Legal woes persist over hospitals' practices on uninsured billing

Lawsuits and public scrutiny challenge nonprofit hospitals to re-examine and defend policies on billing, debt collection and charity care.

By Amy Snow Landa — Posted Sept. 19, 2005

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More than a year has passed since Mississippi trial lawyer Richard Scruggs and his high-profile legal team launched a wave of class-action lawsuits against nonprofit hospitals. But the jury is still out on whether the litigation blitz ultimately will reap rewards for lawyers and their clients.

Calling themselves the Not-For-Profit Litigation Group, Scruggs' law office and 10 other firms allege that nonprofit hospitals have failed to live up to their obligations as charity providers. They accuse the hospitals of violating their federal tax-exempt status by overcharging uninsured patients, using abusive tactics to collect payment and devoting too little of their revenue to charity care.

When lawsuits filed in federal court met with little success, lawyers shifted most of their cases to state courts. The state lawsuits allege that the hospitals have charged uninsured patients unfair prices and used debt-collection tactics that violate state unfair trade practices and consumer protection laws.

The federal lawsuits ran into early difficulty in October 2004, when a federal judge rejected the Scruggs group's bid to consolidate all of the federal cases into a single proceeding.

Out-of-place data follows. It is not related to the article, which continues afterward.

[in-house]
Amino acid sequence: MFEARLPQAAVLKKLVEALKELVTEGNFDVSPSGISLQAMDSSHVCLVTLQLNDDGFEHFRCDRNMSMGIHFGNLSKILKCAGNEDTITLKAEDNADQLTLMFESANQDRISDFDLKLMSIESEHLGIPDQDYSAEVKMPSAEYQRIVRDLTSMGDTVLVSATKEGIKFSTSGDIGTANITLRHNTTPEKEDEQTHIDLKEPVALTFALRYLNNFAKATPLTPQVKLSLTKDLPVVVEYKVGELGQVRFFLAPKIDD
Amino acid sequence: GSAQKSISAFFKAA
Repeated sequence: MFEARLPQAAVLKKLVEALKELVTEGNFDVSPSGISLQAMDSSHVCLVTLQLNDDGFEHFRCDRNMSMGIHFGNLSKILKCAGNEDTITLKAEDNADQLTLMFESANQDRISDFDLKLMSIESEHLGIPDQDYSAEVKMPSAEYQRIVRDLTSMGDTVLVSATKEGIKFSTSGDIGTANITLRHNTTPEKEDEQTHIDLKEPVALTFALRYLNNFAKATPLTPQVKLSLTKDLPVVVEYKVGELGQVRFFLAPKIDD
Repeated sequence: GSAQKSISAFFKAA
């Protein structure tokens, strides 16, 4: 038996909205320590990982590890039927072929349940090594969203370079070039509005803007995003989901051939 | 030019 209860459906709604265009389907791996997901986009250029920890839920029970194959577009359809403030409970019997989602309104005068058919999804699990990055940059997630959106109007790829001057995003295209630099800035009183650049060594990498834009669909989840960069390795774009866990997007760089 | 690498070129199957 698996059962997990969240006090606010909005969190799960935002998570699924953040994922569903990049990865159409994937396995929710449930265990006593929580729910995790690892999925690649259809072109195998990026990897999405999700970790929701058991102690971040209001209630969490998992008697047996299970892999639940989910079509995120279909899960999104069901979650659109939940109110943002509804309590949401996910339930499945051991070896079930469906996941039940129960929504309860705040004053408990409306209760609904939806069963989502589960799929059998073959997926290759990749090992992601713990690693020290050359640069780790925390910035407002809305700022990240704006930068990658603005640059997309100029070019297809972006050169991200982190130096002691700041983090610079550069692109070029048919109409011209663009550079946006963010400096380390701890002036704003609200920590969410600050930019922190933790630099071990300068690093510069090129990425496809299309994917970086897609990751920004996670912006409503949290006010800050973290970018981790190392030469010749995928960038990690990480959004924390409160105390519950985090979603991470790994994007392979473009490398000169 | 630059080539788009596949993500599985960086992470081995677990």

Within a few months of that decision, federal judges dismissed more than half of the lawsuits.

Of the approximately 80 federal cases that Scruggs and other lawyers filed, more than 75% have been dismissed, according to the American Hospital Assn., which is tracking the lawsuits and is named as a co-defendant in some of them.

Another setback came in April. North Mississippi Health Services, based in Tupelo, Miss., withdrew from a tentative settlement it reached with Scruggs' group in August 2004. Scruggs then filed suit, but a federal judge dismissed the case on jurisdictional grounds.

Revised tactics

Though rebuffed in the federal courts, Scruggs' team of trial lawyers isn't calling it quits. The group announced in February that its members made the decision to launch a "second offensive" in state courts.

To date, at least 110 state lawsuits have been filed throughout the country, said Maureen Mudron, the AHA's Washington counsel.

State judges have dismissed five of the lawsuits -- four in Georgia and one in North Carolina. But of the more than 50 state court lawsuits that members of the Not-For-Profit Litigation Group filed, at least 10 have withstood motions to dismiss, said Zach Scruggs, an attorney in the Scruggs Law Firm in Oxford, Miss. They include cases against hospital systems in Arkansas, California, Illinois, New Hampshire, Ohio, Oregon and West Virginia.

Prospects for the plaintiffs appear much brighter in state court, said M. Gregg Bloche, a law professor at Georgetown University and a visiting fellow at the Brookings Institution in Washington, D.C. "Different state courts are going to interpret state law differently, but the claims of fraud being pursued in state court have more of a chance than the federal tax claims."